At an event in Virginia for the newly formed Retired American Warriors PAC on Monday, GOP presidential candidate Donald Trump said that “strong” veterans don’t suffer from mental health problems as a result of what they’ve experienced in combat — and implied that those who do are “weak.”
The event was a town-hall style event, and Trump was asked by a member of the audience what he would do about the “tragic suicide epidemic among our veterans,” and whether he would support “faith-based” interventions.
Trump’s reply, to a room full of veterans, reiterated an inaccurate but persistent stigma that mental health problems are a sign of weakness.
“When you talk about the mental health problems, when people come back from war and combat and they see things that maybe a lot of the folks in the room have seen many times over, and you’re strong and you can handle it, but a lot of people can’t handle it.”
You can watch the exchange here:
Trump then went on to say that veterans who did need help should be able to get it: “We’re going to have a very very robust, very very robust level of performance having to do with mental health. We are losing so many great people who could be taken care of if they had proper care.”
Although the full context of Trump’s quote — which includes him emphasizing the necessity of mental care and expressing sympathy for veterans — is a bit less damning, Trump’s comments about “strength” immediately set off a firestorm on social media.
— Leo Shane III (@LeoShane) October 3, 2016
Even in larger context, Trump is LITERALLY saying those in room can “handle” what they see in combat, while those who seek help “can’t.”
— Ana Marie Cox (@anamariecox) October 3, 2016
Regardless of what came after the problematic part of the quote, implying a link between mental illness and weakness like Trump does here ultimately prevents people from getting help that they need.
According to data from RAND, 18.5 percent of service members returning from Afghanistan and Iraq suffer from PTSD or depression, and 19.5 percent report experiencing a traumatic brain injury (TBI) while deployed. While TBIs are still poorly understood, depression and changes in thought and mood are common effects of the injury.
Research from RAND also finds that only about half of veterans who need mental health treatment actually seek it.
That’s partly because, as Trump mentioned, veterans often face long waits at the VA before they can access care. Investigations into VA clinics across the country have shown the system to be plagued with appointment delays. But in addition to logistical problems, data from USGAO also names stigma as a primary cause forcing people into the shadows.
“At the end of the day, there is still stigma and fear of being labeled ‘a broken, damaged veteran.”
The National Veteran’s Foundation parses this stigma as: “embarrassment about service-related mental disabilities; shame over needing to seek mental health treatment; stigma associated with mental health issues,” and, “fear of being weak.”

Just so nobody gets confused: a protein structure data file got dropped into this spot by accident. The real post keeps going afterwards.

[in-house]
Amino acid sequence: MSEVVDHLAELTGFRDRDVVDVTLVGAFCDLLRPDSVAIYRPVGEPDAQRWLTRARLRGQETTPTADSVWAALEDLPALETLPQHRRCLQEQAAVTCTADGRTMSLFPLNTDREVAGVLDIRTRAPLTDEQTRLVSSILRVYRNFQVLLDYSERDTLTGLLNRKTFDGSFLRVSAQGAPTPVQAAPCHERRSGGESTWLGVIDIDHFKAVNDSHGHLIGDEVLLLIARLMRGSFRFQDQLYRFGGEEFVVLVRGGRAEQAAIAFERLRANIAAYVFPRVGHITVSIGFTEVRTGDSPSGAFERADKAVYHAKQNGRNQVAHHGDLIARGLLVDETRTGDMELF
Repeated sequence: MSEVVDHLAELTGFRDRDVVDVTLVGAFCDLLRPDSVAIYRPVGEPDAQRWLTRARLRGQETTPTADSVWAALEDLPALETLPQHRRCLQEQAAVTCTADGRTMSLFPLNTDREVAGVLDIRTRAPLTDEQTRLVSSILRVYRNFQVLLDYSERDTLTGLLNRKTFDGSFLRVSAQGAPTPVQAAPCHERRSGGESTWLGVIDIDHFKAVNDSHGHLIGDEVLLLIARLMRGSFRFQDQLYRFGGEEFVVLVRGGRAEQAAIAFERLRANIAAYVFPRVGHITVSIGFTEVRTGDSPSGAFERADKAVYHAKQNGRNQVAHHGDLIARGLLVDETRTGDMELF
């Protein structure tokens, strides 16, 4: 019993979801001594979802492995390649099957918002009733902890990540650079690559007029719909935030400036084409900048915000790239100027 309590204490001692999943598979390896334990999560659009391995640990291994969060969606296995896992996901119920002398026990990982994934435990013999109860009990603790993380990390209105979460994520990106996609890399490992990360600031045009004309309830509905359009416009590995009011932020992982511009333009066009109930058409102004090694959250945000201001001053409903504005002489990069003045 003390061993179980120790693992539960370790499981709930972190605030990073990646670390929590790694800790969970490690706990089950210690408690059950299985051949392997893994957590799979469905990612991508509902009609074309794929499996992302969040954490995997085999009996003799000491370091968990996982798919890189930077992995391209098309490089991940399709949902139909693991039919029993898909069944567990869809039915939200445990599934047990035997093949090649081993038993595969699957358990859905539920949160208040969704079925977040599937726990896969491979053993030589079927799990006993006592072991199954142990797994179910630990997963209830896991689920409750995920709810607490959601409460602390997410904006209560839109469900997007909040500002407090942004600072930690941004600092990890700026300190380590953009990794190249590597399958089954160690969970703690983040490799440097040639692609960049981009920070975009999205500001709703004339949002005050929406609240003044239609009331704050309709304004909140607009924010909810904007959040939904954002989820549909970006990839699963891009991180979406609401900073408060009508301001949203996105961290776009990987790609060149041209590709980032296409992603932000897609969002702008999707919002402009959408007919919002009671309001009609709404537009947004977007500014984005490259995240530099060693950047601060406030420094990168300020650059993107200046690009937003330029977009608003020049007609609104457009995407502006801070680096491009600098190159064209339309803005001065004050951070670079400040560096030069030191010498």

It’s a sense echoed by experts and public health professionals. In January, Paul Rieckoff, founder and head of the IAVA, told Fox news that stigma was still a large part of the reason veterans don’t access care.
“I think we have made some headway, but there is a long way to go and at the end of the day, there is still stigma and fear of being labeled ‘a broken, damaged veteran,’” he told FoxNews.com.
Nor is this stigma confined to veterans — for all Americans suffering from mental illness, the lingering shame and association with weakness poses a huge barrier to seeking help. It also promotes substance abuse: those who are afraid to seek professional help are more likely to turn to addictive substances for self-medication.
So while Trump — who received five deferments from the draft, attacked war hero and former POW Sen. John McCain for being captured, and once said that avoiding STDs was his own “personal Vietnam” — may have been phrasing his answer as a solution, he was also contributing to the problem. His urge to reassure the room of veterans he was speaking to that he didn’t think any of them were weak enough to suffer from PTSD also speaks to a his assumption that the disorder is shameful, meant to be hidden, and not something that strong or successful veterans deal with.
Trump — who bragged that he has “tremendous veteran support” — also repeated an outdated statistic about veteran suicide. The official rate from the Department of Veteran’s Affairs, as of July, puts the number of suicides per day at 20, not 22 as Trump said today and has inaccurately said in the past (to a veteran who had the correct statistic).
Trump also implied that, once veterans do get connected with appointments at the VA, the care they receive there is substandard — an assertion not borne up by the data. The annual Independent Budget, published by four leading veteran organizations, has consistently found that the VA serves as “a model health-care provider,” and a 2013 survey released by the U.S. Department of Veterans Affairs found that 93 percent of veterans using the VA health system have a favorable impression of it, a sense echoed by data from the Iraq and Afghanistan Veterans of America (IAVA).